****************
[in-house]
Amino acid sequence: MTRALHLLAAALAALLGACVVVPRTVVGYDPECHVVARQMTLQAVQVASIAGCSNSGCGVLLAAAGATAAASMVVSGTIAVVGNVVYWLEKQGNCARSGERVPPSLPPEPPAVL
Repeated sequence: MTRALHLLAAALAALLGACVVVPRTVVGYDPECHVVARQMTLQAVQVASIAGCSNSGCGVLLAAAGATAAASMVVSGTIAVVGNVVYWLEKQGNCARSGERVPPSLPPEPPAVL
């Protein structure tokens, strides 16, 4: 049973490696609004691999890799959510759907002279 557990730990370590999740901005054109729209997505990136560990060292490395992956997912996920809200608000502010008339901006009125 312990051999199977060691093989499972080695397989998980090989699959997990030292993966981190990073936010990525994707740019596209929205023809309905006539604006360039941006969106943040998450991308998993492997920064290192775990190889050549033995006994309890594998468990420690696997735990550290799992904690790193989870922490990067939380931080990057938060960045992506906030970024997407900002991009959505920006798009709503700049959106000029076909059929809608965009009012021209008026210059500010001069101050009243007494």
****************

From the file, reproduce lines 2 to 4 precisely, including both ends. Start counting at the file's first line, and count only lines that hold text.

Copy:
Amino acid sequence: MTRALHLLAAALAALLGACVVVPRTVVGYDPECHVVARQMTLQAVQVASIAGCSNSGCGVLLAAAGATAAASMVVSGTIAVVGNVVYWLEKQGNCARSGERVPPSLPPEPPAVL
Repeated sequence: MTRALHLLAAALAALLGACVVVPRTVVGYDPECHVVARQMTLQAVQVASIAGCSNSGCGVLLAAAGATAAASMVVSGTIAVVGNVVYWLEKQGNCARSGERVPPSLPPEPPAVL
């Protein structure tokens, strides 16, 4: 049973490696609004691999890799959510759907002279 557990730990370590999740901005054109729209997505990136560990060292490395992956997912996920809200608000502010008339901006009125 312990051999199977060691093989499972080695397989998980090989699959997990030292993966981190990073936010990525994707740019596209929205023809309905006539604006360039941006969106943040998450991308998993492997920064290192775990190889050549033995006994309890594998468990420690696997735990550290799992904690790193989870922490990067939380931080990057938060960045992506906030970024997407900002991009959505920006798009709503700049959106000029076909059929809608965009009012021209008026210059500010001069101050009243007494």